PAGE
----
The increasing availability of large-scale longitudinal multimodal infant brain MRI datasets, e.g., the Baby Connectome Project (BCP), provides an unprecedented opportunity to precisely chart the dynamic trajectories of early brain development, essential for understanding normative growth and neurodevelopmental disorders. A major barrier is the critical lack of computational tools, atlases and parcellations for cortical surface-based analysis of the challenging infant MRI, which typically exhibits low tissue contrast and regionally-heterogeneous, dynamic changes of cortical properties. To fill this gap, we have pioneered a comprehensive set of infant- dedicated cortical surface analysis tools and atlases. Our tools and discoveries on early brain development have been highlighted in NIMH?s 2015-2020 Strategic Plan. However, computational approaches are still lacking for infant cortical parcellation based on the dynamic brain properties from longituidnal multimodal MRI. Parcellation is a prerequsite in a wide variety of infant neuroimaging applications, e.g., region localization, inter- individual variability investigation, inter-study comparison, statistical sensitivity boosting, node definition for network analysis, and feature reduction for identificaiton of brain disorders. Hence, this project is focused on creating and disseminating novel computational tools for both population-level and individualized infant cortical parcellation utilizing developmental patterns of multiple complementary brain properties, and applying them to better understanding of inter-individual variability and early brain development. The motivation is that the dynamic development of multiple properties (e.g., cortical thickness, folding, diffusivity, myelin content, surface area, structural and functional connectivity) in infants essentially reflects the rapid changes of underlying microstructures and their connectivity, which jointly determine the functional principle of each region. Hence, developmental patterns are ideal for deriving distinct regions in development, microstructure, function, and connectivity for early brain development studies. To achieve this goal, we propose four specific aims.
In Aim 1, we will develop a novel method for population-level cortical parcellation based on developmental patterns of multiple properties, by nonlinear fusion of heterogeneous multimodal information from a large population of infants.
In Aim 2, we further propose a novel approach for individualized parcellation of each infant?s cortical surfaces based on its own multimodal developmental patterns, thus accounting for remarkable inter-subject variability. We will leverage the population-level parcellation to guide the individualized parcellation in an iterative manner via graph cuts, thus leading to precise individualized parcellations that are easily comparable across individuals.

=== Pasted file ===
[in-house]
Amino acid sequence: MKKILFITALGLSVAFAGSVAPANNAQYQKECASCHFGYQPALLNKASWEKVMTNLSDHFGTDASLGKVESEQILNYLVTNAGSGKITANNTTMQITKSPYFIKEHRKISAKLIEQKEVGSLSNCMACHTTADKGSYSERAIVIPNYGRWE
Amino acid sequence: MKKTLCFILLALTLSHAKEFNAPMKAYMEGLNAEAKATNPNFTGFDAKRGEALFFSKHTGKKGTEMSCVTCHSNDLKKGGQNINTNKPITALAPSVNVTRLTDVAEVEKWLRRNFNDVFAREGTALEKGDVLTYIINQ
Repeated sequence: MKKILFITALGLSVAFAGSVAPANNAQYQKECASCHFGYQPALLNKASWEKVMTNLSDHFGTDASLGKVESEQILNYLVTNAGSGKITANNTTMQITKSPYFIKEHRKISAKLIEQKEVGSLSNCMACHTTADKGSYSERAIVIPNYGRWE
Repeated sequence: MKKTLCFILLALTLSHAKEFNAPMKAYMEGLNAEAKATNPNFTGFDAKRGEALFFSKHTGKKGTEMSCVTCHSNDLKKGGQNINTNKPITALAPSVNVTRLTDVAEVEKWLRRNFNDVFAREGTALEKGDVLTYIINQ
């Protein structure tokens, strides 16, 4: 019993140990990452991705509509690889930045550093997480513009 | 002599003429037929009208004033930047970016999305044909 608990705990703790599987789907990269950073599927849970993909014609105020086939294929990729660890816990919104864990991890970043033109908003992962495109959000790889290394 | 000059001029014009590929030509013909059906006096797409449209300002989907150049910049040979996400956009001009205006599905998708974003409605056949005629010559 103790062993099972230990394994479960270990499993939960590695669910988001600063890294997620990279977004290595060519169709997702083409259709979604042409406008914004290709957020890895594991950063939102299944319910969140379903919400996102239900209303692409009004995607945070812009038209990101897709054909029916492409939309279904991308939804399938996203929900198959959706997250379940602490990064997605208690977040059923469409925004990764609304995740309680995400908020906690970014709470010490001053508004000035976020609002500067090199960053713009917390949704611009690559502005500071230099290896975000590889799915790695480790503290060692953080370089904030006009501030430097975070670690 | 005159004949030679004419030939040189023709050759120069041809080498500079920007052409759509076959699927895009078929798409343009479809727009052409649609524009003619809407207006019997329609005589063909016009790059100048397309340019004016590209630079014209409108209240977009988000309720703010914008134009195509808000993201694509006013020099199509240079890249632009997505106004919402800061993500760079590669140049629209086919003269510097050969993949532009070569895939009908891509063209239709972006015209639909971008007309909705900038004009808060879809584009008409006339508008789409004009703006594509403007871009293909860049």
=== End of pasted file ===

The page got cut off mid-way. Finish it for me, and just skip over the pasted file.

In Aim 3, to understand the remarkable inter-individual variability in each parcellated region, we will discover the representative regional appearance patterns of each cortical property from a large infant population, based on multi-scale spatial-frequency characterizations of cortical property maps via spherical wavelets.
In Aim 4, leveraging our tools, atlases, and parcellations, we will chart the multimodal developmental trajectories for each representative pattern of each property and investigate their relationships with behavioral/cognitive scores. Finally, we will freely release our tools, parcellations and the processed BCP data to the public.

Public Health Relevance

This project is dedicated to create and disseminate novel computational tools for infant cortical parcellation based on developmental patterns of multiple brain properties from multimodal MR images, and to further apply them to better exploring inter-individual variability and early brain development. In particular, we propose four aims: 1) population-level cortical parcellation; 2) population-guided individualized parcellation; 3) discovering representative regional patterns; and 4) studying multimodal development in relation to cognition. Finally, we will freely release our tools and parcellations along with the processed BCP data to the public.

National Institute of Health (NIH)
National Institute of Mental Health (NIMH)
Research Project (R01)
Project #
Application #
Study Section
Biomedical Imaging Technology Study Section (BMIT)
Program Officer
Ferrante, Michele
Project Start
Project End
Budget Start
Budget End
Support Year
Fiscal Year
Total Cost
Indirect Cost
University of North Carolina Chapel Hill
Internal Medicine/Medicine
Schools of Medicine
Chapel Hill
United States
Zip Code